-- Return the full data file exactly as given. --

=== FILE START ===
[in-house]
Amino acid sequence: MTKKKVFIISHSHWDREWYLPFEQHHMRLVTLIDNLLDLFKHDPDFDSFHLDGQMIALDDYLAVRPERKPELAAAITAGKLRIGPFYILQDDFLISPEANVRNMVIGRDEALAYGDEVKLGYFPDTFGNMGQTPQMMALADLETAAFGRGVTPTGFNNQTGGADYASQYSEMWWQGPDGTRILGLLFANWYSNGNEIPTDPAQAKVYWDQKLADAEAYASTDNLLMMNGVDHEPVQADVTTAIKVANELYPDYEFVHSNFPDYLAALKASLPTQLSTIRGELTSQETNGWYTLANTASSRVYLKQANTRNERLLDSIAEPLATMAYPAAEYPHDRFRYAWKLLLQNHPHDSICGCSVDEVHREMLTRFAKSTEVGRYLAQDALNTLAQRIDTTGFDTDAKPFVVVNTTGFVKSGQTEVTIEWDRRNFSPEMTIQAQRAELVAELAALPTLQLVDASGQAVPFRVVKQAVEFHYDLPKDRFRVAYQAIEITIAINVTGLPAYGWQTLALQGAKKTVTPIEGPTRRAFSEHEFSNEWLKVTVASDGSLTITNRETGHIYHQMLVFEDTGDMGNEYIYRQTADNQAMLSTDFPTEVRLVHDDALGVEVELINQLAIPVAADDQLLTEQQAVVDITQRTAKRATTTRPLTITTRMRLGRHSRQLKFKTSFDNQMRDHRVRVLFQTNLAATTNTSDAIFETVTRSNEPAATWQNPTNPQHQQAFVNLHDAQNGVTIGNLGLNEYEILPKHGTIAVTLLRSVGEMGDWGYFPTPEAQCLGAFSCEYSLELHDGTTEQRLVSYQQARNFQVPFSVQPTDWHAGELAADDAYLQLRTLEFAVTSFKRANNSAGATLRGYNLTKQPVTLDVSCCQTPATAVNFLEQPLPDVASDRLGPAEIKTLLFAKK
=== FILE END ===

[in-house]
Amino acid sequence: MTKKKVFIISHSHWDREWYLPFEQHHMRLVTLIDNLLDLFKHDPDFDSFHLDGQMIALDDYLAVRPERKPELAAAITAGKLRIGPFYILQDDFLISPEANVRNMVIGRDEALAYGDEVKLGYFPDTFGNMGQTPQMMALADLETAAFGRGVTPTGFNNQTGGADYASQYSEMWWQGPDGTRILGLLFANWYSNGNEIPTDPAQAKVYWDQKLADAEAYASTDNLLMMNGVDHEPVQADVTTAIKVANELYPDYEFVHSNFPDYLAALKASLPTQLSTIRGELTSQETNGWYTLANTASSRVYLKQANTRNERLLDSIAEPLATMAYPAAEYPHDRFRYAWKLLLQNHPHDSICGCSVDEVHREMLTRFAKSTEVGRYLAQDALNTLAQRIDTTGFDTDAKPFVVVNTTGFVKSGQTEVTIEWDRRNFSPEMTIQAQRAELVAELAALPTLQLVDASGQAVPFRVVKQAVEFHYDLPKDRFRVAYQAIEITIAINVTGLPAYGWQTLALQGAKKTVTPIEGPTRRAFSEHEFSNEWLKVTVASDGSLTITNRETGHIYHQMLVFEDTGDMGNEYIYRQTADNQAMLSTDFPTEVRLVHDDALGVEVELINQLAIPVAADDQLLTEQQAVVDITQRTAKRATTTRPLTITTRMRLGRHSRQLKFKTSFDNQMRDHRVRVLFQTNLAATTNTSDAIFETVTRSNEPAATWQNPTNPQHQQAFVNLHDAQNGVTIGNLGLNEYEILPKHGTIAVTLLRSVGEMGDWGYFPTPEAQCLGAFSCEYSLELHDGTTEQRLVSYQQARNFQVPFSVQPTDWHAGELAADDAYLQLRTLEFAVTSFKRANNSAGATLRGYNLTKQPVTLDVSCCQTPATAVNFLEQPLPDVASDRLGPAEIKTLLFAKK